Mourner thinks dead woman would be prettier if she smiled

Gerry Ulster, 42, attended the funeral this morning of his former colleague Natasha Deacon, who passed away peacefully in her sleep last week.
(Shutterstock / Tatagatta)

VICTORIA, BC—Gerry Ulster, 42, attended the funeral this morning of his former colleague Natasha Deacon, who passed away peacefully in her sleep last week. Ulster, who was one of hundreds of mourners present at the service, says the few minutes he spent paying his respects at Deacon's casket were meaningful, yet somewhat disappointing due to the fact that Deacon's face is resting in a neutral expression.

"She looks good," he explains. "They did a nice job. Still, I think she'd look prettier if she'd smiled. Like right before she died. That would have been ideal."

Ulster, who was not especially close with Deacon, says he's aware that people don't generally smile in their sleep, or if they do they don't typically have control over it. He feels, however, that Deacon "could have maybe made an exception given the circumstances."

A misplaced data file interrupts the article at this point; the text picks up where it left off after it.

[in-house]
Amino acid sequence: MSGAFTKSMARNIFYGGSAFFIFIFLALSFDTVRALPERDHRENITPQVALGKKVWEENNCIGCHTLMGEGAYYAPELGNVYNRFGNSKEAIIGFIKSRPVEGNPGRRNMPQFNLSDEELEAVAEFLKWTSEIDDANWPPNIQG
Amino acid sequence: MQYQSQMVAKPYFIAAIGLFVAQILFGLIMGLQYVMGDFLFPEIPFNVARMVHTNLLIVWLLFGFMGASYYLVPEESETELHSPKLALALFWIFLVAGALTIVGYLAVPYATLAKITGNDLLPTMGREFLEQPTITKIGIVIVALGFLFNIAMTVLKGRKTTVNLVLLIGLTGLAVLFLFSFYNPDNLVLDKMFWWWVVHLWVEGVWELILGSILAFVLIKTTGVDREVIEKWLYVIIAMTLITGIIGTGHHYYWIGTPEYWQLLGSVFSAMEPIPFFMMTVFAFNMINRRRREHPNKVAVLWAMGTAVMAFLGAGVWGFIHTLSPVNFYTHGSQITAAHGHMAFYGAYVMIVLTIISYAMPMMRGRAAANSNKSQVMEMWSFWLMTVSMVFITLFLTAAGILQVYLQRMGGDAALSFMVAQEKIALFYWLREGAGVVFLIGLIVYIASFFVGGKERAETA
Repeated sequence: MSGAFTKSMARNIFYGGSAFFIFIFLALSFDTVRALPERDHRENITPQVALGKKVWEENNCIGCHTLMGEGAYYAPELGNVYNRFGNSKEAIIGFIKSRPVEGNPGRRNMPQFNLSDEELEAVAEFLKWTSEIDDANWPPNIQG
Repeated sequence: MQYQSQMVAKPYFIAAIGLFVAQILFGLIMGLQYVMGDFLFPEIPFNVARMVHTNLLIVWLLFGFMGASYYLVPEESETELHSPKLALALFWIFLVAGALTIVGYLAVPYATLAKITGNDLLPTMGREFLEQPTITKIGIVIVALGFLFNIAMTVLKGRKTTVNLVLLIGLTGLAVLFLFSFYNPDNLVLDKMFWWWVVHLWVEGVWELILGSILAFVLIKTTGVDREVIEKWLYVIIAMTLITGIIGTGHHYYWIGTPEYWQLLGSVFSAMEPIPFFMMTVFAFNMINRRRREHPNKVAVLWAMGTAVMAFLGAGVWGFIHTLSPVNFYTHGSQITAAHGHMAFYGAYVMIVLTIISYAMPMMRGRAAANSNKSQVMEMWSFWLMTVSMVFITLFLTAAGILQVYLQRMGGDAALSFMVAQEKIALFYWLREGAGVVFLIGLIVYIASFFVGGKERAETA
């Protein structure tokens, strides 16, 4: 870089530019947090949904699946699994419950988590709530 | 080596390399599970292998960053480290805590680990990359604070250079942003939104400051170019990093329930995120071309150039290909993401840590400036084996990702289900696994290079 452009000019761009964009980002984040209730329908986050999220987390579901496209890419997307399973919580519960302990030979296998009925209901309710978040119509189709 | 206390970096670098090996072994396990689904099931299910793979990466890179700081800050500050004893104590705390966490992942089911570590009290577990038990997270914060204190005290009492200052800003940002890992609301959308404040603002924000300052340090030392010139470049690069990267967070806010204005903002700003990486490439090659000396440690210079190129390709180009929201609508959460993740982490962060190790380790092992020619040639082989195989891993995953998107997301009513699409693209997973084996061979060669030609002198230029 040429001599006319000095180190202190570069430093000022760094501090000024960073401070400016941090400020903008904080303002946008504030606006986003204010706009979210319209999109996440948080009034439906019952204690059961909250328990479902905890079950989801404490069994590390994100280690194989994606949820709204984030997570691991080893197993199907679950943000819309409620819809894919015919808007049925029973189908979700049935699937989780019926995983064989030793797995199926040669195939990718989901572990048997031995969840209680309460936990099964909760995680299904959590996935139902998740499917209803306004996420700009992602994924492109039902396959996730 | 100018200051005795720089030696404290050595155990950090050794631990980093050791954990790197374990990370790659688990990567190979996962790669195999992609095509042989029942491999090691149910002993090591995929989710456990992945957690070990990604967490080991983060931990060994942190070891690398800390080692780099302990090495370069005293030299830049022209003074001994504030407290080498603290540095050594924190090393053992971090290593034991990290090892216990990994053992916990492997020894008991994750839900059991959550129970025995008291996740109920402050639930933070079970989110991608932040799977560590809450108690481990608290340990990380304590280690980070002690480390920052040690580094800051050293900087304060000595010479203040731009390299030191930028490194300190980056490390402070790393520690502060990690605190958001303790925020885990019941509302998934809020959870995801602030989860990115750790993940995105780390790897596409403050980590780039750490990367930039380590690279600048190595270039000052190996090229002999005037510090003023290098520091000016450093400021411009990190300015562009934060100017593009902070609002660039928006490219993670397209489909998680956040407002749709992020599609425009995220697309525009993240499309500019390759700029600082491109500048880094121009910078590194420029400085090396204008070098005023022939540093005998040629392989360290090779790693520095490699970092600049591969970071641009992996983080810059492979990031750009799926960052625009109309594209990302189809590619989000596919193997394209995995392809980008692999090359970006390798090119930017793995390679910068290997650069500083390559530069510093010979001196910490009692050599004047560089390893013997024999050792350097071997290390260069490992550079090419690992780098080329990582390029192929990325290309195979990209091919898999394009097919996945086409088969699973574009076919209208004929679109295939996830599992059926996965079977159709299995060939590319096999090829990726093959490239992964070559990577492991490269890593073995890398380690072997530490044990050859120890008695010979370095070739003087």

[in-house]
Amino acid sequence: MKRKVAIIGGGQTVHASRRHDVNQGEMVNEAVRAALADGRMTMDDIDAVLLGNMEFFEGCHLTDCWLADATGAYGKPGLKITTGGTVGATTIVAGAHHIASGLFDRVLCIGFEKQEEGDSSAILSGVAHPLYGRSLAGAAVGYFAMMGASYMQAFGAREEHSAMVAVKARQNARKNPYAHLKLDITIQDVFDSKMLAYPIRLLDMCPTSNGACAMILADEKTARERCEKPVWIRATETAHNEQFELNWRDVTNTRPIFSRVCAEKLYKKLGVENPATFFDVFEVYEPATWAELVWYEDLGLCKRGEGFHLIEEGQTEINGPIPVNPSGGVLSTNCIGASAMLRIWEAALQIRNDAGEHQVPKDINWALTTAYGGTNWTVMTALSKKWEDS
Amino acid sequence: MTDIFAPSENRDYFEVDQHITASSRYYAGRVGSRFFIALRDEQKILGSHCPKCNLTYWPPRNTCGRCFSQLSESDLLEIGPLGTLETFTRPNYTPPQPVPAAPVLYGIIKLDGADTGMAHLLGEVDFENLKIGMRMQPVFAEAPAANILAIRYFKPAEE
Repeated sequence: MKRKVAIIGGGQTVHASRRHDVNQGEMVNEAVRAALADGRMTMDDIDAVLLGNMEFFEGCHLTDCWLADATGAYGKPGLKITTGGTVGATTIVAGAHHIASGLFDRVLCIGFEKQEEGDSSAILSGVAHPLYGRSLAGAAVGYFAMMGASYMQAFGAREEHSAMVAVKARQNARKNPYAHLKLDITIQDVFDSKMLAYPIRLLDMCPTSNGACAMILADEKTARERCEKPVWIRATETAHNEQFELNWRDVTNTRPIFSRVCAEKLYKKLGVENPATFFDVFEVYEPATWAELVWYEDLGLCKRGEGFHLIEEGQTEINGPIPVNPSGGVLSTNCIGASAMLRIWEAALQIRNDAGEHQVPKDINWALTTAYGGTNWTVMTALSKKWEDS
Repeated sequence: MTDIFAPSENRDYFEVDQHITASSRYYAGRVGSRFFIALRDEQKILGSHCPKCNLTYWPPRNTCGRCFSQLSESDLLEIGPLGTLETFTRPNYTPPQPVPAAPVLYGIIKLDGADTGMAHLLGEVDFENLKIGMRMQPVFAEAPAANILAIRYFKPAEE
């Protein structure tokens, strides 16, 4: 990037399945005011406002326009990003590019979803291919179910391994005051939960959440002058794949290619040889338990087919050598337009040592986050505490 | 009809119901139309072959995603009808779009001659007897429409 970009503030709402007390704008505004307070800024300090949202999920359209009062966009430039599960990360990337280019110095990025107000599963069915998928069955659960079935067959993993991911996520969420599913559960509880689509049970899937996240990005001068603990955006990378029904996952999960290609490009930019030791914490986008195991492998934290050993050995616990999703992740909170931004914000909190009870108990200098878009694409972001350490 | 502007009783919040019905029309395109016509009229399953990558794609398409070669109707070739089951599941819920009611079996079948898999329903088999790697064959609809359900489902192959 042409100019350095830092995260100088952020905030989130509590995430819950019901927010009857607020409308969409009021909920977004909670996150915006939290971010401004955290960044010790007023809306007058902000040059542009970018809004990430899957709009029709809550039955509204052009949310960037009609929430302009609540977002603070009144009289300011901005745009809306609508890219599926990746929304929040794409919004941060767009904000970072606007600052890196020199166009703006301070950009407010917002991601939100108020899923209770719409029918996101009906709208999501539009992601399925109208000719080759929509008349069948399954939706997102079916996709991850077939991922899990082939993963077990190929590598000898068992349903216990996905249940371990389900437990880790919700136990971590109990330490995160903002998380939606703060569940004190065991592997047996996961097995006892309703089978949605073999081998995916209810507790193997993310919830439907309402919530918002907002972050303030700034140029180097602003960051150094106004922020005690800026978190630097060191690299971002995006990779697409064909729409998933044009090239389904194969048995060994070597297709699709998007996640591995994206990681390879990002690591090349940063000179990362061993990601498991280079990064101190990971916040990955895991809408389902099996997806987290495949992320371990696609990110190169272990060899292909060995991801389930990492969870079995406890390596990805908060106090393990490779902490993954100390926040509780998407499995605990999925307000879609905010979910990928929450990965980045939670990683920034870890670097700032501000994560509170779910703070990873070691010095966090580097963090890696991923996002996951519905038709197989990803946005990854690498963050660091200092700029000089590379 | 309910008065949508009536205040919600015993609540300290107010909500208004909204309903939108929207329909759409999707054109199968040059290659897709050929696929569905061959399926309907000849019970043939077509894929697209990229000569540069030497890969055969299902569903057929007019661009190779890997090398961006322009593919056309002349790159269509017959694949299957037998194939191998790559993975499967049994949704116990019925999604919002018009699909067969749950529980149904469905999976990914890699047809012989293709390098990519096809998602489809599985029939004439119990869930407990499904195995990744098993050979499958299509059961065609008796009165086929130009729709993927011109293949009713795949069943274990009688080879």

"I mean, this is how she's going to look for all eternity," he says. "So it's just too bad she didn't put a tiny bit more effort into her appearance. Don't get me wrong – she was a lovely person and I'm so sad she's gone. I think she wrote a few books about money management or international adoption or kites or something, but the smiling thing would have really made a difference. Oh well."

Another mourner in attendance, Diana Guildwood, said that being at a funeral makes her feel grateful to be alive, especially because she recently recovered from a severe stomach virus that landed her in hospital.

"You'd think that when you're drugged up in a hospital bed and barely conscious, people would finally stop telling you to smile all the damn time," she says. "Nope! Every day, a different nurse or doctor would mention it at least nine times. It never, ever ends. No woman is safe."

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Sophie Kohn

Writer/Producer

Sophie Kohn is writer and producer with CBC Comedy, a stand-up comedian in Toronto, and a graduate of Second City's Conservatory program.